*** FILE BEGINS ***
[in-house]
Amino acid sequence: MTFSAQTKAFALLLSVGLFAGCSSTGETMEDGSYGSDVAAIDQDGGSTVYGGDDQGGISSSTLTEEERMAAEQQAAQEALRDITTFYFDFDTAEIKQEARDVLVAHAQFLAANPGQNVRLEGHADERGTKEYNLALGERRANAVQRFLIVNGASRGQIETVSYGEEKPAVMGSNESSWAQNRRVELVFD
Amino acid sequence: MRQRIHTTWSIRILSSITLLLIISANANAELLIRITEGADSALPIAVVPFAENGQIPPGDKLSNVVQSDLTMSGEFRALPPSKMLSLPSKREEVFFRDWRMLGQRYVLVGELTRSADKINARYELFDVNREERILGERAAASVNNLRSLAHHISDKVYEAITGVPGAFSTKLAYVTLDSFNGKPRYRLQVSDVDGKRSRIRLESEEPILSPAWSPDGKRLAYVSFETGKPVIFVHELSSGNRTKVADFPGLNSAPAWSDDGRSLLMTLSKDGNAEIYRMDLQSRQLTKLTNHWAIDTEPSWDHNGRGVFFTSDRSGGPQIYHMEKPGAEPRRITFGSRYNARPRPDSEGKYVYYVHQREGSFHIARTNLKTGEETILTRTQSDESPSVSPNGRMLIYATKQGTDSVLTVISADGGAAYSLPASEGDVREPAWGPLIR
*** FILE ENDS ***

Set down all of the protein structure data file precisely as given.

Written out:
[in-house]
Amino acid sequence: MTFSAQTKAFALLLSVGLFAGCSSTGETMEDGSYGSDVAAIDQDGGSTVYGGDDQGGISSSTLTEEERMAAEQQAAQEALRDITTFYFDFDTAEIKQEARDVLVAHAQFLAANPGQNVRLEGHADERGTKEYNLALGERRANAVQRFLIVNGASRGQIETVSYGEEKPAVMGSNESSWAQNRRVELVFD
Amino acid sequence: MRQRIHTTWSIRILSSITLLLIISANANAELLIRITEGADSALPIAVVPFAENGQIPPGDKLSNVVQSDLTMSGEFRALPPSKMLSLPSKREEVFFRDWRMLGQRYVLVGELTRSADKINARYELFDVNREERILGERAAASVNNLRSLAHHISDKVYEAITGVPGAFSTKLAYVTLDSFNGKPRYRLQVSDVDGKRSRIRLESEEPILSPAWSPDGKRLAYVSFETGKPVIFVHELSSGNRTKVADFPGLNSAPAWSDDGRSLLMTLSKDGNAEIYRMDLQSRQLTKLTNHWAIDTEPSWDHNGRGVFFTSDRSGGPQIYHMEKPGAEPRRITFGSRYNARPRPDSEGKYVYYVHQREGSFHIARTNLKTGEETILTRTQSDESPSVSPNGRMLIYATKQGTDSVLTVISADGGAAYSLPASEGDVREPAWGPLIR